Godtalk: Astute Steward

POST BY PKnott

By Nasa on unsplash.com

In speaking of the way we should think about security for the future, Jesus used a curious example - a man who cheated his employer. Luke 16.1-8   But it's the astuteness, not the dishonesty of the steward we are to imitate. Wise people look to the future. They think ahead. Such was the worldly-wise steward. He used his resourcefulness to secure his material needs.

Those who try to keep close to Christ must equally look to the future.

All the goods of this world are entrusted to us as stewards of everything on God's behalf.  We are free to choose our life's plan: God simply asks to be included in our plans. God created and ordered all things so that they might reflect himself. God does everything; but chooses to do it through us.

Creation is to reflect the goodness of God as far as limited human beings can make this possible. If we cheat and defraud people we blind them to God's love for themselves in some way. The harm caused by taking another's goods or taking advantage of another's misfortune is not just the material suffering: even more so is the bitterness and sense of injustice which it leaves.

That is on a personal level.  If we do this as a group or as a nation there will be a corresponding sense of bitterness and injustice which will take generations to heal. There are enough examples around the world today to make the point. In the same way. if we misuse the things of this world without regard for the future we are guilty of injustice.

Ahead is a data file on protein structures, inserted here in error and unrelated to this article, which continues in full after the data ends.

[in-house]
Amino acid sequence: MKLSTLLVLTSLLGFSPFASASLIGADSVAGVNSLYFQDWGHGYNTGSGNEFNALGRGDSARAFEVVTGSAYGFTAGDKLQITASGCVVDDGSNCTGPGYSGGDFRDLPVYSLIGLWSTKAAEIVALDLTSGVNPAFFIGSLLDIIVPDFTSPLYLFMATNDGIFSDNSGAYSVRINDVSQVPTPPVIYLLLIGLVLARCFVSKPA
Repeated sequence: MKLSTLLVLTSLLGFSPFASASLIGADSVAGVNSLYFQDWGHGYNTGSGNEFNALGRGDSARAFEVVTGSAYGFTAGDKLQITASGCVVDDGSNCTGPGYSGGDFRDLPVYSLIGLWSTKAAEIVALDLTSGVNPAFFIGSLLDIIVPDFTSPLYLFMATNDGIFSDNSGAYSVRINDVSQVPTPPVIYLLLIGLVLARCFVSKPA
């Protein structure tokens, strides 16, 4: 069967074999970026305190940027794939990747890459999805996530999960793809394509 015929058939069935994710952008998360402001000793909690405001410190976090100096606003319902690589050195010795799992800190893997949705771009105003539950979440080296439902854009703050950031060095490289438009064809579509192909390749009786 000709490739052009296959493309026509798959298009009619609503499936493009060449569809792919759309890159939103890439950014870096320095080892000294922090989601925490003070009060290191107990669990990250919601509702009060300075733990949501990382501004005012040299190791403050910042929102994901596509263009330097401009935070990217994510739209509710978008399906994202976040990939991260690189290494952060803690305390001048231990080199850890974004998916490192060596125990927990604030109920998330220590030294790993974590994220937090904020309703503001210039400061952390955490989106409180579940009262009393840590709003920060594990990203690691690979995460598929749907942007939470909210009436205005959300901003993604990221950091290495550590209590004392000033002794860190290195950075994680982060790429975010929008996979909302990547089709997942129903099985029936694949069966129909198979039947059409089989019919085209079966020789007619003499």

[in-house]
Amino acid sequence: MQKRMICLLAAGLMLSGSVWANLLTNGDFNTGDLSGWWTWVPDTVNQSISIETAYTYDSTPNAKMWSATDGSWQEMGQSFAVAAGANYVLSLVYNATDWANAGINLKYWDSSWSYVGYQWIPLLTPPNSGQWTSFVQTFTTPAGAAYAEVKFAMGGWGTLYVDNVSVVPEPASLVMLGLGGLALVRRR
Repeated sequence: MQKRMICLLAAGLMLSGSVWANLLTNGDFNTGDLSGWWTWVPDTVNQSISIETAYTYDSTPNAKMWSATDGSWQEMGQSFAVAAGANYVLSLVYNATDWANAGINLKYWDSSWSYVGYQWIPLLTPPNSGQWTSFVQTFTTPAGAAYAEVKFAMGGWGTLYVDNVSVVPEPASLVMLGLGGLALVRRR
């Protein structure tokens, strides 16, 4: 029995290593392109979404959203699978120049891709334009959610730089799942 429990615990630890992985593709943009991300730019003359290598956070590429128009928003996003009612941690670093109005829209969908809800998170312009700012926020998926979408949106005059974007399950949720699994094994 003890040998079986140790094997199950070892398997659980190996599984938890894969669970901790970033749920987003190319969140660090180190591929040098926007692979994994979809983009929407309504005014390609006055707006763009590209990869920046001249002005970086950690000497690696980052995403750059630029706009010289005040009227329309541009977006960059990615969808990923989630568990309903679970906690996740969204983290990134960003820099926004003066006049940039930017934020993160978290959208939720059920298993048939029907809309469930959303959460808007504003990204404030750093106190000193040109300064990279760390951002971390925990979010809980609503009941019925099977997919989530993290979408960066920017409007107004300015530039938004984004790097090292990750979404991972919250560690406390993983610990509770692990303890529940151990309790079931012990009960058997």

Exploiting the earth's resources without concern for future generations is unjust. Any action that harms this world is injustice both to God and humankind - because it prevents creation from fulfilling its essential purpose of revealing God's love for all people. None of us are perfect. Even the best of us can fail at times, most often through muddle rather than malice; but it is the condition of forgiveness that we must be ready to put things right as far as we can .- locally, nationally, internationally.

Whether we take away someone's good name, or take away an unfair proportion of the world's goods we are equally under an obligation to restore the situation. We must try to make up for what we have done or failed to do.  We must try to restore people's faith in human nature, which is to reflect God's goodness.

We will know what to do about this in our personal circumstances at home, at work, at school It is not so obvious to see what we can do as a group or as a nation. We need to pray for those more directly responsible. as well as praying for guidance in our own thinking and actions.

The parable of the crafty steward challenges us to look at our behaviour as Christians and ask ourselves if we are putting our full energies into the practice of our beliefs, using all the talents God has given us for that purpose. If we keep in mind that we are stewards of all that God has given us, then we build up a more intimate friendship with him.

This friendship will go on for all eternity - and that is a kind of security we simply cannot put at risk.

Peter Knott SJ